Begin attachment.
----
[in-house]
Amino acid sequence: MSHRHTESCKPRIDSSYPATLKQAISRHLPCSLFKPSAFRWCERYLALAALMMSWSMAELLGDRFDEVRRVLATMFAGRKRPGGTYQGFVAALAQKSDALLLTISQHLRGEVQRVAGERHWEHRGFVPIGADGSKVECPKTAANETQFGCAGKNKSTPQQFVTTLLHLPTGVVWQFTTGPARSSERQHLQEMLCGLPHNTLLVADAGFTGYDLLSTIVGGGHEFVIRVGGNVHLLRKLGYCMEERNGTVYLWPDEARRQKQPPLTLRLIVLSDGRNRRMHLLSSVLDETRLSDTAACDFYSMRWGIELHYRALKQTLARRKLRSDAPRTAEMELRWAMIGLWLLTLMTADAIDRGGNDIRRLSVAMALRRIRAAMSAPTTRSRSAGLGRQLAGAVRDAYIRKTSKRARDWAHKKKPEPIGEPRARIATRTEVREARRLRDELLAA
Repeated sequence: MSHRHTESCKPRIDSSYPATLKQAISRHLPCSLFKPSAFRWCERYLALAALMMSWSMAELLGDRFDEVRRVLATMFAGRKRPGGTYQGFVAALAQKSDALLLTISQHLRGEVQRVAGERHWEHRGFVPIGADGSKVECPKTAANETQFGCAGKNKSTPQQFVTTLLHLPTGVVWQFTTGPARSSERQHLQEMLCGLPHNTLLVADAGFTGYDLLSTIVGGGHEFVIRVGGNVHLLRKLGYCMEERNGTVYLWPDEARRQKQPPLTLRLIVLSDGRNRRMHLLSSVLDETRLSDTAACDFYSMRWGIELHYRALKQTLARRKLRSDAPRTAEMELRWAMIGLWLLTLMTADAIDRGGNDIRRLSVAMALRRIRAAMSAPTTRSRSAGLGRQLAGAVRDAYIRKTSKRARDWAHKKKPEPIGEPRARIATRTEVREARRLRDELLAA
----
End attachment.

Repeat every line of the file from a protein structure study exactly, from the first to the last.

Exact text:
[in-house]
Amino acid sequence: MSHRHTESCKPRIDSSYPATLKQAISRHLPCSLFKPSAFRWCERYLALAALMMSWSMAELLGDRFDEVRRVLATMFAGRKRPGGTYQGFVAALAQKSDALLLTISQHLRGEVQRVAGERHWEHRGFVPIGADGSKVECPKTAANETQFGCAGKNKSTPQQFVTTLLHLPTGVVWQFTTGPARSSERQHLQEMLCGLPHNTLLVADAGFTGYDLLSTIVGGGHEFVIRVGGNVHLLRKLGYCMEERNGTVYLWPDEARRQKQPPLTLRLIVLSDGRNRRMHLLSSVLDETRLSDTAACDFYSMRWGIELHYRALKQTLARRKLRSDAPRTAEMELRWAMIGLWLLTLMTADAIDRGGNDIRRLSVAMALRRIRAAMSAPTTRSRSAGLGRQLAGAVRDAYIRKTSKRARDWAHKKKPEPIGEPRARIATRTEVREARRLRDELLAA
Repeated sequence: MSHRHTESCKPRIDSSYPATLKQAISRHLPCSLFKPSAFRWCERYLALAALMMSWSMAELLGDRFDEVRRVLATMFAGRKRPGGTYQGFVAALAQKSDALLLTISQHLRGEVQRVAGERHWEHRGFVPIGADGSKVECPKTAANETQFGCAGKNKSTPQQFVTTLLHLPTGVVWQFTTGPARSSERQHLQEMLCGLPHNTLLVADAGFTGYDLLSTIVGGGHEFVIRVGGNVHLLRKLGYCMEERNGTVYLWPDEARRQKQPPLTLRLIVLSDGRNRRMHLLSSVLDETRLSDTAACDFYSMRWGIELHYRALKQTLARRKLRSDAPRTAEMELRWAMIGLWLLTLMTADAIDRGGNDIRRLSVAMALRRIRAAMSAPTTRSRSAGLGRQLAGAVRDAYIRKTSKRARDWAHKKKPEPIGEPRARIATRTEVREARRLRDELLAA